Working together, we can solve our country’s youth mental health crisis and give all our kids the chance to thrive this school year. Thank you to all who are striving to help our youth and strengthen our communities!
This article is an outreach email from Esta Solar, the Founder & President of Futures Without Violence. This article has been revised and adapted from Solar’s email so it better fits the Towards Thriving newsletter, and the original outreach email can be found here.
“More than 1 in 3 LGBTQ people experience intimate partner violence over the course of their lives — with bisexual, transgender, and BIPOC LGBTQ communities experiencing even higher rates — which makes Intimate Partner Violence (IPV) one of the largest and most critical health issues confronting our LGBTQ community. These incidences of violence have been exacerbated by the ongoing COVID-19 pandemic,” said Los Angeles LGBT Center Chief Impact Officer Terra Russell-Slavin.
According to the National Intimate Partner and Sexual Violence Survey, an estimated 4.1 million LGBTQ people in the United States have experienced physical IPV, partner rape, or partner stalking in their lifetimes. Facing a severe shortage nationwide of tailored, appropriate, and trauma-informed LGBTQ victim services, the Institute will significantly enhance the safety, well-being, support, and health of LGBTQ IPV survivors.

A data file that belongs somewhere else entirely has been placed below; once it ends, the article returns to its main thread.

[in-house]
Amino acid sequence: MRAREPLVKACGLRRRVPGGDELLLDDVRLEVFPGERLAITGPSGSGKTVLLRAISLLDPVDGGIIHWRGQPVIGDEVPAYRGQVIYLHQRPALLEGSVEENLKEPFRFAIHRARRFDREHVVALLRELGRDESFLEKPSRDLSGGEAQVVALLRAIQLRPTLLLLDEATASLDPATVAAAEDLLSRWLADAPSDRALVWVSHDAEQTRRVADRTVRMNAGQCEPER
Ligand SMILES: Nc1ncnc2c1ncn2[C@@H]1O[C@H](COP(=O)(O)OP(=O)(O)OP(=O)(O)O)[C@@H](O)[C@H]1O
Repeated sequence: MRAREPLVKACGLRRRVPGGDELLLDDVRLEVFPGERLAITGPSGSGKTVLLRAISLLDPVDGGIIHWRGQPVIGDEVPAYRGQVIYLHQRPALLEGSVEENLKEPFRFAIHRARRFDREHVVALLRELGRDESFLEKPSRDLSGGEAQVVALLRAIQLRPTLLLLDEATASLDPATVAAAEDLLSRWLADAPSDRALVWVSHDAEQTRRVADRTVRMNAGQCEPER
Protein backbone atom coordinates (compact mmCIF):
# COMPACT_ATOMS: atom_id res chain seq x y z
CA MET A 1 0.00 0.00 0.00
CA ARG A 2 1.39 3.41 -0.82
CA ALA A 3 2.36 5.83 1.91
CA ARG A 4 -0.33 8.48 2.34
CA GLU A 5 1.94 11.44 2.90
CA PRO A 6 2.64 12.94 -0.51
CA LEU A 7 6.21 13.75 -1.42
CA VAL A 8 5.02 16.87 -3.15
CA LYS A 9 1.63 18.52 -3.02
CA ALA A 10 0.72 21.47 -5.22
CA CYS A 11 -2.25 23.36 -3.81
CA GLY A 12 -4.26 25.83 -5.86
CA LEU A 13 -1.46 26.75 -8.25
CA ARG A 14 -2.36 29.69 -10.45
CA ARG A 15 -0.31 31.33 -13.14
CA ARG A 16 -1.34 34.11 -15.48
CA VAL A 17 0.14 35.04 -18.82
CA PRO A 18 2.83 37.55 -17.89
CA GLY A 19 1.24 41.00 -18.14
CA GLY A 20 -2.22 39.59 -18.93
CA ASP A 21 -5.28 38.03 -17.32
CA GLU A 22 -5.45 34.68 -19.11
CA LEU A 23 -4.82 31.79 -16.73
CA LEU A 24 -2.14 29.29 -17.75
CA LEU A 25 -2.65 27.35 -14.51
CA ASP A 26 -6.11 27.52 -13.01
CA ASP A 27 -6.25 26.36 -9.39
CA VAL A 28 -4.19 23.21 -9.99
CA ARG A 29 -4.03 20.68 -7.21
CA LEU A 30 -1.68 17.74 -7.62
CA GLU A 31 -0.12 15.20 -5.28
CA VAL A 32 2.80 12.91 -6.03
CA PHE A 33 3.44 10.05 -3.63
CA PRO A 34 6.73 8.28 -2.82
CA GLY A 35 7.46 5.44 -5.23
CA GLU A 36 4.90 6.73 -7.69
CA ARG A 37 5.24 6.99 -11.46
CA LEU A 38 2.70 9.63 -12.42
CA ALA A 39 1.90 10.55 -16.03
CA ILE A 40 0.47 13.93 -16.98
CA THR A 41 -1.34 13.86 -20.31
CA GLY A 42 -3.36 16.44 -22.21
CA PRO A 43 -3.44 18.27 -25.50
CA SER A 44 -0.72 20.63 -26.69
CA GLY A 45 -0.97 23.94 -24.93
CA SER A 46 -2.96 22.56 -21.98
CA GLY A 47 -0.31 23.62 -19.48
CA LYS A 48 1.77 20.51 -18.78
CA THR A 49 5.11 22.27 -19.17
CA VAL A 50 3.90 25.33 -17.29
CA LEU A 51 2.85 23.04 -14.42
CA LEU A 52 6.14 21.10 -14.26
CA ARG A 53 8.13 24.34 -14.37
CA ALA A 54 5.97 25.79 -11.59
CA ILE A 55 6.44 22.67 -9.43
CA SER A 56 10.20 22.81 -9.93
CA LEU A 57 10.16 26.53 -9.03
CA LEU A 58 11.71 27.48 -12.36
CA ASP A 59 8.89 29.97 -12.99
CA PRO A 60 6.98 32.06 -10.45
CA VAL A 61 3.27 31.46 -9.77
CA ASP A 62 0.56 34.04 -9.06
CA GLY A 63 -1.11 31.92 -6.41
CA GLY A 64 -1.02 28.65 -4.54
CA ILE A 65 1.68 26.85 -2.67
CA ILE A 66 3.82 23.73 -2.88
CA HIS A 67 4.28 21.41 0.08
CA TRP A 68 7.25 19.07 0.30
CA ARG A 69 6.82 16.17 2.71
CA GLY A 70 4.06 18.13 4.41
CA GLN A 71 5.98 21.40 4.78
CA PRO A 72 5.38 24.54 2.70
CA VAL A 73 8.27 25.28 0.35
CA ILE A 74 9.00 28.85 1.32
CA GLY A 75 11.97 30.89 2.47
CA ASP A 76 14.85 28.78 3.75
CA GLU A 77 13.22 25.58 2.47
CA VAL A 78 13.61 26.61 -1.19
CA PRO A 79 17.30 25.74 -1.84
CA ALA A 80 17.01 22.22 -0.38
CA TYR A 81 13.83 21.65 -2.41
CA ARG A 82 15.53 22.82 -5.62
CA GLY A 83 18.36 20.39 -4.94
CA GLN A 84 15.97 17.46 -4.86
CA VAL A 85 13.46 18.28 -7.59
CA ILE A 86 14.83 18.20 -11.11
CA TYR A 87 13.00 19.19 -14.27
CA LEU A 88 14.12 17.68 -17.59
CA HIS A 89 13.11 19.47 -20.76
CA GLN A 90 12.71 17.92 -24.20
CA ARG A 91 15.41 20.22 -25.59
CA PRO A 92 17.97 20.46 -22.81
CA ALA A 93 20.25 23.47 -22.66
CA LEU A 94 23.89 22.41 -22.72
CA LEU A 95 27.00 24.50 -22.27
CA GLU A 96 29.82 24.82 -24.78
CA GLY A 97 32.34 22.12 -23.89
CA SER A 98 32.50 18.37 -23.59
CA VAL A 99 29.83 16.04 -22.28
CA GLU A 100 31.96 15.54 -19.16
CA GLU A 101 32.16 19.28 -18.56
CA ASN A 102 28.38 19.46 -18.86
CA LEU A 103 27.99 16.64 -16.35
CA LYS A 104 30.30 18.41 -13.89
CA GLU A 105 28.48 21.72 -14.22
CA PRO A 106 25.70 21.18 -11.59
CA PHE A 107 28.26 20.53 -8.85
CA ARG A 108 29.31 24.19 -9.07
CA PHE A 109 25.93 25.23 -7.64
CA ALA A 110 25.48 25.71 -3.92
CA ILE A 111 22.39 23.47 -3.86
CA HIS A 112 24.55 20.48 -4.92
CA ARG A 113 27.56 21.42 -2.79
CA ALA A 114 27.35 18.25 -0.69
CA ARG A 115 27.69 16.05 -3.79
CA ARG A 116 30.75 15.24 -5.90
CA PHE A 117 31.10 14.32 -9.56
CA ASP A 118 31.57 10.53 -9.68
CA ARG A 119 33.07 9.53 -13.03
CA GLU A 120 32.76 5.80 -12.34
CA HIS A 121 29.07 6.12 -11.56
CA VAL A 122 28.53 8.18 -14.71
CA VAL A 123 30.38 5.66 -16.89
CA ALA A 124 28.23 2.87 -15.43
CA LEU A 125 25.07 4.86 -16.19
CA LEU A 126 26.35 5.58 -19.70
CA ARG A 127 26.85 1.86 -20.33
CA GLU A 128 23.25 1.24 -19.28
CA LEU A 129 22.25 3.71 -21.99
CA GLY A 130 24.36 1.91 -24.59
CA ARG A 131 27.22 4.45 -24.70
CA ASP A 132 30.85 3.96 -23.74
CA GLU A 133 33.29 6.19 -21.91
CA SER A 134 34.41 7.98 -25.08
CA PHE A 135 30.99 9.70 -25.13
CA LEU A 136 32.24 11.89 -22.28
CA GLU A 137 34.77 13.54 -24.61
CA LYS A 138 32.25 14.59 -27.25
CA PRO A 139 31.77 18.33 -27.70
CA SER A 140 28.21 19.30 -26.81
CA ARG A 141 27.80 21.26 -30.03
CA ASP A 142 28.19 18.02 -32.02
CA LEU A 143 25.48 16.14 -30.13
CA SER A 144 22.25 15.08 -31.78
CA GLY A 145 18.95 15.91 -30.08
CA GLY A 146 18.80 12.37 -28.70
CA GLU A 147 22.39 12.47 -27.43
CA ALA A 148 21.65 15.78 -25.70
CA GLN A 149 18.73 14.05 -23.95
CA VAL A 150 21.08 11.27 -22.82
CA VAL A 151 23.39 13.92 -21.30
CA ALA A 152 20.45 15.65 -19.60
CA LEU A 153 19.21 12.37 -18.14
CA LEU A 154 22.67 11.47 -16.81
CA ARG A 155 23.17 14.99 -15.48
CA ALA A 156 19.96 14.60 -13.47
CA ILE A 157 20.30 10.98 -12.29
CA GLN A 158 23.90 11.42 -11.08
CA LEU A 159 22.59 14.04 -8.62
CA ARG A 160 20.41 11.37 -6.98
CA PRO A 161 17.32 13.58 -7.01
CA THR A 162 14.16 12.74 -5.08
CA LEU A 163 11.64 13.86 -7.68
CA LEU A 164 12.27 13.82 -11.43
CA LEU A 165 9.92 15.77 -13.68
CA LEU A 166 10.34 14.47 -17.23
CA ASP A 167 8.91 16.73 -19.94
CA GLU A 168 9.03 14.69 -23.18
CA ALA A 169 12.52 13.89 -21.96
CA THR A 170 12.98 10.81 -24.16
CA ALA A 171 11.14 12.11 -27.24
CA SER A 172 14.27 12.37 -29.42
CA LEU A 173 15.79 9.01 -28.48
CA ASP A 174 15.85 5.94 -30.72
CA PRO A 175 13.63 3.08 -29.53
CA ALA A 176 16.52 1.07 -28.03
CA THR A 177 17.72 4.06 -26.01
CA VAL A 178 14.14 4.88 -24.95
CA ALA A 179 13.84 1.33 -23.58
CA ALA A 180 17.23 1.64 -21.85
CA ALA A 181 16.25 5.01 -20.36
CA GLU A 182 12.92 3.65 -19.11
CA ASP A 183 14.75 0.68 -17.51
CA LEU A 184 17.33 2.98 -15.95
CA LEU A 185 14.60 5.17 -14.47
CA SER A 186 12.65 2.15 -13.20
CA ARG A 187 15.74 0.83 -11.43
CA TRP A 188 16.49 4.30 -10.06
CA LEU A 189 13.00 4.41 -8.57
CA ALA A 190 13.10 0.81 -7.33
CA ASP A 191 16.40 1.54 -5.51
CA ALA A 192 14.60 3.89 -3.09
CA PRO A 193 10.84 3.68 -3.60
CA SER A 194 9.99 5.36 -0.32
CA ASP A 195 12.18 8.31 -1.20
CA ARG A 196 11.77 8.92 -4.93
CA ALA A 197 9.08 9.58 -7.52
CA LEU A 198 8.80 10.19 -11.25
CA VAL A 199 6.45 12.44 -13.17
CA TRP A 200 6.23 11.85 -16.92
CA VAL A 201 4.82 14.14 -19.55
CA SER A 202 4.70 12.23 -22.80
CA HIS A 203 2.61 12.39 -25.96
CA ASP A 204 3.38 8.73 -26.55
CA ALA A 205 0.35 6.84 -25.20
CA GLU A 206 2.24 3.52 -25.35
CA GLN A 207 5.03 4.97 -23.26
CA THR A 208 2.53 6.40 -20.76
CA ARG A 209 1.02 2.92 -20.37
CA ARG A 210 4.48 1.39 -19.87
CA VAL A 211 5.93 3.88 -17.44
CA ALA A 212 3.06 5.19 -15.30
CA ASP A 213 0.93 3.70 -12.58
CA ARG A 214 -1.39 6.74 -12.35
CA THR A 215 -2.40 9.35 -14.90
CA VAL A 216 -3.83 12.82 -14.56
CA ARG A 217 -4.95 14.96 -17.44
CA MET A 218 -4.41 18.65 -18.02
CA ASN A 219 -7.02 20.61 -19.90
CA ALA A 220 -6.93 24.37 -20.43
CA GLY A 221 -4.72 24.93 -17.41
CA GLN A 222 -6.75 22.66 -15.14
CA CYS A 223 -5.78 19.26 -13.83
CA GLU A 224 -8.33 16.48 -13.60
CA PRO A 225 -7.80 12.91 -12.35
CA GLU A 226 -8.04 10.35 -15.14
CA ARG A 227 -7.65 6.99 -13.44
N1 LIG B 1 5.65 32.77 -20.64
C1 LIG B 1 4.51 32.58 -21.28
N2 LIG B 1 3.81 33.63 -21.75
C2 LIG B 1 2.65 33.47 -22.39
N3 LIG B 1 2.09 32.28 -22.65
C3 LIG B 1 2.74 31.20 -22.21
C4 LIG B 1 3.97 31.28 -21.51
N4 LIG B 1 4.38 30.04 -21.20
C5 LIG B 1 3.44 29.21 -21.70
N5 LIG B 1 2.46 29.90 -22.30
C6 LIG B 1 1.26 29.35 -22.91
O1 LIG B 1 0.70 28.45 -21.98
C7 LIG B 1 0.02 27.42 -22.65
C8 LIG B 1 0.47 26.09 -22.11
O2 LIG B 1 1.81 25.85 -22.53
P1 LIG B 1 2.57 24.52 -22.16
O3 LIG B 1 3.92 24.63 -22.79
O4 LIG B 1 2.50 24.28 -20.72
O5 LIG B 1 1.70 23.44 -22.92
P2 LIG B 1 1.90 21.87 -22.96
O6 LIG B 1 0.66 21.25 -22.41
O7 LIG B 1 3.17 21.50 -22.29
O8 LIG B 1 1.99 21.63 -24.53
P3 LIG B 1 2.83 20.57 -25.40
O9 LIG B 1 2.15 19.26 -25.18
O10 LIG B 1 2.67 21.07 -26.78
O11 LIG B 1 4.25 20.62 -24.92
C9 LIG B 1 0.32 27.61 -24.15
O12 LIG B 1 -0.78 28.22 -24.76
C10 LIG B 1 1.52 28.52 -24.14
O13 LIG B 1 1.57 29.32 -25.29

“Many services for LGBTQ IPV victims are provided in the context of traditional heterosexual programs which are neither adapted nor modified to meet the needs of LGBTQ individuals,” said Susan Holt, the Los Angeles LGBT Center’s STOP Violence Program Manager. “This can result in inadequate, unsafe, and ineffective services, and — in some cases — can inadvertently increase violence and abuse.”
At the beginning of the month, the Los Angeles LGBT Center announced the launch of a new nationwide program. This program is made possible in collaboration with the National Coalition of Anti-Violence Programs and In Our Own Voices, Inc., and the goal of the program is to effectively respond to the unique and emerging needs of LGBTQ survivors of Intimate Partner Violence.
The National LGBTQ Institute on Intimate Partner Violence was funded by a $2.25 million federal grant from the Administration on Children, Youth and Families, Family and Youth Services Bureau, US Department of Health and Human Services. This Institute will deliver state-of-the-art training and technical assistance that significantly expands the capacity of public and private agencies to provide culturally relevant, survivor-centered LGBTQ IPV intervention and prevention services, including to LGBTQ persons from racially and ethnically diverse communities. This program will begin in the fall, then span across the next 5 years (and potentially beyond!).